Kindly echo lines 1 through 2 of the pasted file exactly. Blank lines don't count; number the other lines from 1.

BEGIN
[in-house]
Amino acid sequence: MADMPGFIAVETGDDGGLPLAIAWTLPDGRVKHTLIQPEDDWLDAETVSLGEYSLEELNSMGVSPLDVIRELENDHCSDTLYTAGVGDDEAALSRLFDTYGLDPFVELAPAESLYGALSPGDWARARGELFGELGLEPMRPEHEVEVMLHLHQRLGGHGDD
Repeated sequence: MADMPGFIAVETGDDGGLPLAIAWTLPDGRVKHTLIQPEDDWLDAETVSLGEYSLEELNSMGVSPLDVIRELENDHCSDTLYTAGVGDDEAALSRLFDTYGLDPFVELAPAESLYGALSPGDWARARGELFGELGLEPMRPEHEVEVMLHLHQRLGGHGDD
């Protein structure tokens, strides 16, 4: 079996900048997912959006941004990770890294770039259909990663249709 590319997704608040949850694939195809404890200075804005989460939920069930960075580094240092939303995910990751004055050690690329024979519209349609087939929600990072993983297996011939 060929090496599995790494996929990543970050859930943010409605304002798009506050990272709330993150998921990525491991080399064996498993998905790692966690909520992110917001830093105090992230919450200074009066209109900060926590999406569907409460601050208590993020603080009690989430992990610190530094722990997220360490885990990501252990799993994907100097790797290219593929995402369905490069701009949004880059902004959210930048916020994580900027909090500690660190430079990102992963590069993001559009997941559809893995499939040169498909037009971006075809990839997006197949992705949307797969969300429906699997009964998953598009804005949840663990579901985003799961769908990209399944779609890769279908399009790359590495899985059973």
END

[in-house]
Amino acid sequence: MADMPGFIAVETGDDGGLPLAIAWTLPDGRVKHTLIQPEDDWLDAETVSLGEYSLEELNSMGVSPLDVIRELENDHCSDTLYTAGVGDDEAALSRLFDTYGLDPFVELAPAESLYGALSPGDWARARGELFGELGLEPMRPEHEVEVMLHLHQRLGGHGDD